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Big 6 Promotion Stunts

Aug 29, 2005  •  Post A Comment

Each of the networks is pulling some unique stunts to get its shows launched. Here are a few highlights.



ABC

At ABC a priority is bringing back last season’s hits “Desperate Housewives” and “Lost” in a big way, said Mike Benson, senior VP of marketing for ABC Entertainment. “We certainly are not sitting back thinking that we’re going to do great again this year,” he said.

For the first time in years, ABC did not produce a season premiere show for its affiliates. Instead, it put together shows that recap the previous seasons of “Housewives” and “Lost.”

For “Housewives,” ABC is bringing back the dry cleaning bags, with a twist. In random dry cleaning bags people will find “Desperate Housewives” T-shirts in addition to their laundry. The bags feature five slogans, one for each of the show’s main characters.

The network also will soon launch a campaign for the show based on the apple image in the program’s opening credits.

An online campaign for “Lost” began in last season’s final episode, in which the URL for fictional Oceanic Air was shown. Over the summer, ABC has been airing spots for Oceanic Air that don’t mention “Lost” or ABC. Mr. Benson calls it “blind marketing.” “

For “Invasion,” ABC.com features a “news special” on all the weird things happening in Florida, where the fictional invasion is taking place.



CBS

CBS is promoting its sitcom “How I Met Your Mother” with the online dating service PerfectMatch.com, which will match visitors with characters from the show. CBS has also been distributing T-shirts with catchphrases from the show, such as “Have you met Ted?,” in Steve and Barry’s University Sportswear stores. And the network is holding screenings of the pilot on college campuses.

CBS is supporting its sitcoms via the Valpak coupon distribution service. The “Comedy Is King on CBS Monday” insert will go to 40 million households.



Fox

Fox is dressing up street teams in orange prison jumpsuits for its show “Prison Break.” Those “prisoners” will distribute nail files with the show’s logo in New York, Los Angeles and Chicago. In New York they will also drive people to locations where they can get prison buzz-cuts and temporary tattoos. (Fox also pre-arranged to give actual tattoos to some people.) For a recent screening, Fox turned an airplane hangar in L.A. into a prison. Guests were processed like prisoners and had to eat off metal trays.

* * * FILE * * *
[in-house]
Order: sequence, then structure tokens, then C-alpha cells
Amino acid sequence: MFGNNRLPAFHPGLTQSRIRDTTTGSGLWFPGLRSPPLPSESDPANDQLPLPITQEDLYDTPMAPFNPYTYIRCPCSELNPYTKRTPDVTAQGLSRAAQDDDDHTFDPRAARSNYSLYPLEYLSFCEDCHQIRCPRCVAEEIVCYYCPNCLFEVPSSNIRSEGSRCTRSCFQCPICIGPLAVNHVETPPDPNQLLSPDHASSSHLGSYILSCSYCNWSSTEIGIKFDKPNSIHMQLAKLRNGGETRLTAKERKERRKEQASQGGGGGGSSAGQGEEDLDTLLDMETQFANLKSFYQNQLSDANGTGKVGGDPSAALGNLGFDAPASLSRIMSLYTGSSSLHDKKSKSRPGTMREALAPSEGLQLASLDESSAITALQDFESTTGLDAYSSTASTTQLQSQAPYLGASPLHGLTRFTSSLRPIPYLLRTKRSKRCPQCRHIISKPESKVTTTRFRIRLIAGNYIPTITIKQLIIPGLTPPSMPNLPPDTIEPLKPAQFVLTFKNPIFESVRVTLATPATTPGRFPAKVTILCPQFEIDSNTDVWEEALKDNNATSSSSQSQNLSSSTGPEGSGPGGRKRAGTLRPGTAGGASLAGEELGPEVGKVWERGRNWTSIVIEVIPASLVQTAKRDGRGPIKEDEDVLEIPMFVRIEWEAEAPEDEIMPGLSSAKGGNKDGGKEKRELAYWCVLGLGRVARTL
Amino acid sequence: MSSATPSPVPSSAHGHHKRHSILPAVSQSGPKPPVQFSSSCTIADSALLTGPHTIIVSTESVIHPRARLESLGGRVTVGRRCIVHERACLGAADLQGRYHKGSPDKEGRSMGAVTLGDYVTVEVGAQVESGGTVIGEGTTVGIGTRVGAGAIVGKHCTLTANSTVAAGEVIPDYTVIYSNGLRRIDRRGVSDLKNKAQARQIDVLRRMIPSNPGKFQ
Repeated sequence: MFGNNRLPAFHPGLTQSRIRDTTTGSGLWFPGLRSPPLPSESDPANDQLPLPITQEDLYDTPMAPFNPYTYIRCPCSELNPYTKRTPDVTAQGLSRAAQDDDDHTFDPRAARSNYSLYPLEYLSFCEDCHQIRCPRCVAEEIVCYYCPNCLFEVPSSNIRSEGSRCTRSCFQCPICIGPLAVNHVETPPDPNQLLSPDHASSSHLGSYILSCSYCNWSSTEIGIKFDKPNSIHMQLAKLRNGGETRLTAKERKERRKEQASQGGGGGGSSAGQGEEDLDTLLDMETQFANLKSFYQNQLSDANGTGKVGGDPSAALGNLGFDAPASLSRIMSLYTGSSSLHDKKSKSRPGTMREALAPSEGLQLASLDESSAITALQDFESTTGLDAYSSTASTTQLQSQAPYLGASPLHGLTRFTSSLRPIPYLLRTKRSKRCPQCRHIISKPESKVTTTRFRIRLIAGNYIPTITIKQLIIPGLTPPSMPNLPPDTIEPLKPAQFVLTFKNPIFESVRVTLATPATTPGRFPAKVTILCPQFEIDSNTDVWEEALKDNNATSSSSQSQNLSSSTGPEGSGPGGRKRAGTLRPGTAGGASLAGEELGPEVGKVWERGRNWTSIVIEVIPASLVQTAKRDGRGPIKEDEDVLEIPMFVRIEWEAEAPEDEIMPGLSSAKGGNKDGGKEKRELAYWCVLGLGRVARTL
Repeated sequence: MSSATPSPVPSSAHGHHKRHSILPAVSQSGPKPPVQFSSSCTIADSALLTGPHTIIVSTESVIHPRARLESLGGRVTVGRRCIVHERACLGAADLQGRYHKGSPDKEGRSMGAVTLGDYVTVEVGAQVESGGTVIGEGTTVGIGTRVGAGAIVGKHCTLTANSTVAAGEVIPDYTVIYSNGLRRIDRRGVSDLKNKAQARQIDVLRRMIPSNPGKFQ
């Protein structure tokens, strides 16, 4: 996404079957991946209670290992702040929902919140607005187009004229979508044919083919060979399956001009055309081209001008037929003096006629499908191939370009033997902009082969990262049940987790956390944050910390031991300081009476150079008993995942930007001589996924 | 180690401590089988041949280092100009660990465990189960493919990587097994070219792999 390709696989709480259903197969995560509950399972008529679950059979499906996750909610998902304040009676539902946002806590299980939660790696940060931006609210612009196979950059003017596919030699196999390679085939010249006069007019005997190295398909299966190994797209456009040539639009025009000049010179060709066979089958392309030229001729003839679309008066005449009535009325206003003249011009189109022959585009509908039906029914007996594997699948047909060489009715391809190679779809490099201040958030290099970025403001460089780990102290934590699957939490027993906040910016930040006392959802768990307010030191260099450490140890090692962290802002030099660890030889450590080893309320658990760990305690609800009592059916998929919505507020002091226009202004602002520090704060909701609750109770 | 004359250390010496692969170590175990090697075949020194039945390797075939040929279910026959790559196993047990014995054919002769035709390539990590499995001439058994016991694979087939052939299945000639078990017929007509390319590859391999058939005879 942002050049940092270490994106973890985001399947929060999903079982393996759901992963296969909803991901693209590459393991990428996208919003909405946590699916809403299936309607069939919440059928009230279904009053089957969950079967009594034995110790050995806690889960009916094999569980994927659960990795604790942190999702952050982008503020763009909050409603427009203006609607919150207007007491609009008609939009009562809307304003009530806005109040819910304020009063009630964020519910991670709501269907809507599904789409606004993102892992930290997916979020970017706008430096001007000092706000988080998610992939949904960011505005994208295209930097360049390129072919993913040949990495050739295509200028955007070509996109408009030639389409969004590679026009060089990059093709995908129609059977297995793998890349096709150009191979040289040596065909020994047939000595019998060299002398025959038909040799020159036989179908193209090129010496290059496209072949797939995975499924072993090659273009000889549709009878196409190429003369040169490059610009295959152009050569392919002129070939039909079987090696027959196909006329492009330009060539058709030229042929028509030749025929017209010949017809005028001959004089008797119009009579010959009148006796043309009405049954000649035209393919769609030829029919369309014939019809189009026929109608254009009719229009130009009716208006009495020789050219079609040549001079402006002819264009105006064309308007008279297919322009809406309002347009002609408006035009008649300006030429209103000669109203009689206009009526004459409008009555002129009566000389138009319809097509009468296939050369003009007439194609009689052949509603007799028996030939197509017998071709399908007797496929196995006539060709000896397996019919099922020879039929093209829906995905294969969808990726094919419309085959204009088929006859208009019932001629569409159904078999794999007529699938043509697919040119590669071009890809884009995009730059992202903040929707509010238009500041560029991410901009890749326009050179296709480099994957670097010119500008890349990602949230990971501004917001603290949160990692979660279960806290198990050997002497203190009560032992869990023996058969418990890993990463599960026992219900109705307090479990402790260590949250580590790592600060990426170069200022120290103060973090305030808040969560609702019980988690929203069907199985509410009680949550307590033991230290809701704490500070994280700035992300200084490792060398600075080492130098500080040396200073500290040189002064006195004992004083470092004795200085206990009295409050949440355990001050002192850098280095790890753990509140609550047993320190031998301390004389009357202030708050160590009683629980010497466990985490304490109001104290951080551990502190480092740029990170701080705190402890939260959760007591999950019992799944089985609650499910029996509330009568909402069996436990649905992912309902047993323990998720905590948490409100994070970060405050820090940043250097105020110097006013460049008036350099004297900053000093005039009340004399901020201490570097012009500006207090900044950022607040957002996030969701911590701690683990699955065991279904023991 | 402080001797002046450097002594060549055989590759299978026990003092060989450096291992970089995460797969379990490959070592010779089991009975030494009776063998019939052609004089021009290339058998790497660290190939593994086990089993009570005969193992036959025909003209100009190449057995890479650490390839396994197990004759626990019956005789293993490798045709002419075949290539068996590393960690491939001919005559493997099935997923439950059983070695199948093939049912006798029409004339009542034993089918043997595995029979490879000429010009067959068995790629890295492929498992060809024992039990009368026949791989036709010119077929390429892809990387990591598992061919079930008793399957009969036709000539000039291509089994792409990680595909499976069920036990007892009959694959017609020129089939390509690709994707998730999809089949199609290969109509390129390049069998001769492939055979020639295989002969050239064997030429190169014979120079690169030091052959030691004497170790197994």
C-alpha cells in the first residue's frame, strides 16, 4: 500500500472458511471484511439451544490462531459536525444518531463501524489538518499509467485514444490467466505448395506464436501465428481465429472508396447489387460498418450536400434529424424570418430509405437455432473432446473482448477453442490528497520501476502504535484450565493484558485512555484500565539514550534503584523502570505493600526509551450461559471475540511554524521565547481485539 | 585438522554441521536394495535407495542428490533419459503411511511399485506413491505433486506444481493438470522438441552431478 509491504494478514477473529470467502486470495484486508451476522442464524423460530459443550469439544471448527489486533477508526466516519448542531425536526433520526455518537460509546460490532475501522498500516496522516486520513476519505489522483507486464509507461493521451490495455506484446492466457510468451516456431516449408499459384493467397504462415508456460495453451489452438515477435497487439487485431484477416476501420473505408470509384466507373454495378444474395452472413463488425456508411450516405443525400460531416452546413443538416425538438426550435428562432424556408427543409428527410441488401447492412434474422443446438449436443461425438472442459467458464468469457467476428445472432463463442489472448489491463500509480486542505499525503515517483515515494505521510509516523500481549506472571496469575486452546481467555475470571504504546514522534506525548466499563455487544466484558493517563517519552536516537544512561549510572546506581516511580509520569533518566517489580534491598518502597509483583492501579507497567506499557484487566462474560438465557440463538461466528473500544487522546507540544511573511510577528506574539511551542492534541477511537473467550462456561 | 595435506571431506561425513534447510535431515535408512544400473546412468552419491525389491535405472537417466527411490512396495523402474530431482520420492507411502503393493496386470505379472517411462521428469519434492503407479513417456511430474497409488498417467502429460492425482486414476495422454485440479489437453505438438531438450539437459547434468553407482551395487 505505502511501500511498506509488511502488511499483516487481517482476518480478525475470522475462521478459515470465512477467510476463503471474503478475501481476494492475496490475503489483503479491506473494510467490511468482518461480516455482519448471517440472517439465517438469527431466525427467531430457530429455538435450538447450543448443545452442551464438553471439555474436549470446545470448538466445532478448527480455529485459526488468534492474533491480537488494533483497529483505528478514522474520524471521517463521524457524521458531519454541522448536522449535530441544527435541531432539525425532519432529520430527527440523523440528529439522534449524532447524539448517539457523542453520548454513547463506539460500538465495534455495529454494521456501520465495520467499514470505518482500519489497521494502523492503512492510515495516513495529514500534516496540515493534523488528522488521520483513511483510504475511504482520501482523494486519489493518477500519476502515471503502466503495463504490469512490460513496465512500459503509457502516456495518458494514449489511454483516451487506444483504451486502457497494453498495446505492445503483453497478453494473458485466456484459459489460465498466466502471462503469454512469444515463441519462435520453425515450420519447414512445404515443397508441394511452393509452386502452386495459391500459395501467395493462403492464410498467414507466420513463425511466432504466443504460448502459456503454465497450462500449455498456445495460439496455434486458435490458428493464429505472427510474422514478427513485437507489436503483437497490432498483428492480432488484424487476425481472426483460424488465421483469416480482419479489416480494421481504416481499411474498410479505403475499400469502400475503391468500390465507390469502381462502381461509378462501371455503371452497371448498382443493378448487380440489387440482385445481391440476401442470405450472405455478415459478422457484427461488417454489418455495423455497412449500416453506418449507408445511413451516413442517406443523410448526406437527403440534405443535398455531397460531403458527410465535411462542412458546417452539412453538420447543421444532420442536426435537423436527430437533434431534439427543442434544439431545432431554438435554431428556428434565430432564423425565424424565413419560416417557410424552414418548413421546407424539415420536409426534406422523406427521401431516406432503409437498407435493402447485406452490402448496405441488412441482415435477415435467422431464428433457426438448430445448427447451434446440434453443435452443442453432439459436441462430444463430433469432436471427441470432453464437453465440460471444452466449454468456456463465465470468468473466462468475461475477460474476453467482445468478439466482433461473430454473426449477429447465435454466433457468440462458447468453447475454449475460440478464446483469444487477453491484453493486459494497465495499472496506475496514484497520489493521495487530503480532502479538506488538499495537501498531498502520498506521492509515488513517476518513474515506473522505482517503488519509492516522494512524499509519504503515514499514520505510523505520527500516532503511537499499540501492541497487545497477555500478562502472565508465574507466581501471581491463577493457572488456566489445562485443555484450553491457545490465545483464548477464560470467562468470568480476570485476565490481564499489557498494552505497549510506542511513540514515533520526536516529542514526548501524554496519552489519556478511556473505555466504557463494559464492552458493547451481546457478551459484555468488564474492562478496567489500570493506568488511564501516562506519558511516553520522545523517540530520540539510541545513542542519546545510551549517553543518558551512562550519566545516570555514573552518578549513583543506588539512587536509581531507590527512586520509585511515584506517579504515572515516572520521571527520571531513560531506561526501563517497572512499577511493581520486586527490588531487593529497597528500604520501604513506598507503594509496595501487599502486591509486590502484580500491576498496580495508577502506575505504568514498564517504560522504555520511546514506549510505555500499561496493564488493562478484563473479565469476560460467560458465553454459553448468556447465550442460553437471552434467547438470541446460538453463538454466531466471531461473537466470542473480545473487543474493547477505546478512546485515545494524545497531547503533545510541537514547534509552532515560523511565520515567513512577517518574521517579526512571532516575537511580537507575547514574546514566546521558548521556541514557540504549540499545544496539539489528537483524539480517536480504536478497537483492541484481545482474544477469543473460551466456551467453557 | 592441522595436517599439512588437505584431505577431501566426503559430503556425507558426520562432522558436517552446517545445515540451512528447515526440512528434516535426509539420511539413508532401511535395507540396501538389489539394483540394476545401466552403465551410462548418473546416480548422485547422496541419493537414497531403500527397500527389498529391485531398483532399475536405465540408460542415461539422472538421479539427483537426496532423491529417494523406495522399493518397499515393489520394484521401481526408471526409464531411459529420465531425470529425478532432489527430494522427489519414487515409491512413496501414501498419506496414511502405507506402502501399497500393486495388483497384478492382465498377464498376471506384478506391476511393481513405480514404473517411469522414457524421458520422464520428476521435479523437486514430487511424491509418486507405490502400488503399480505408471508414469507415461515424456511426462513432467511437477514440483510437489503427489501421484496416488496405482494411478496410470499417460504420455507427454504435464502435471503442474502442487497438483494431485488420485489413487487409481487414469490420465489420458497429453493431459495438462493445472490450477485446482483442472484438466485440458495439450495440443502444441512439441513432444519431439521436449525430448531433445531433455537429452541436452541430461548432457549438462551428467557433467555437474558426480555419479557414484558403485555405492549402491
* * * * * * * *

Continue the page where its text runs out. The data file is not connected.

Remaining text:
NBC

For its show “Surface,” NBC is hitting the beaches in New York and Los Angeles. The campaign will include towels and floating billboards bearing the slogan “There’s something in the water.” Trash containers on the sand will carry the message “It cannot be contained,” and beach umbrellas will read “Protect yourself.”

Barbara Blangiadi, VP of marketing and special projects for The NBC Agency, noted that the floating billboard does not look like a sea monster. The stunt was designed to focus on the mystery of the show rather than to horrify beachgoers.



UPN

UPN is pulling out all the stops to launch “Everybody Hates Chris,” the sitcom based on Chris Rock’s youth. The campaign will be bigger than those the network used to launch “Enterprise” or “Buffy the Vampire Slayer,” said Rachel Clark, UPN’s senior VP of marketing.

UPN tried to get out early with outdoor ads, which were effective because the show’s title is attention-getting, Ms. Clark said. The network has been handing out bright yellow T-shirts that say “I hate Chris. Doesn’t everybody?” The shirts have been popular, said Ms. Clark, who noted that she saw one sell on eBay for $30. UPN also printed bumper stickers that say, “Honk if you hate Chris.”

As the premiere gets closer, the network is handing out DVDs on the street and as an insert in Entertainment Weekly and is running the full pilot on American Airlines flights.



The WB

For “Supernatural,” The WB has designed an insert that will appear in issues of Us Weekly and Rolling Stone. The cover of the booklet shows a car on a country road. When the booklet is opened, the headlights come on and a sound chip plays an announcer who tells the story of the lead characters, who tackle the supernatural. “Everyone’s looking for the newest thing, but what’s important is to keep it organic to the show,” said Lew Goldstein, co-president of marketing for The WB.

The WB also is mimicking those bus stop bench lawyer ads seen all over Los Angeles and other cities for its show “Just Legal.” The WB’s ads depict the show’s leads, Don Johnson and Jay Baruchel, and note, “Se habla español.”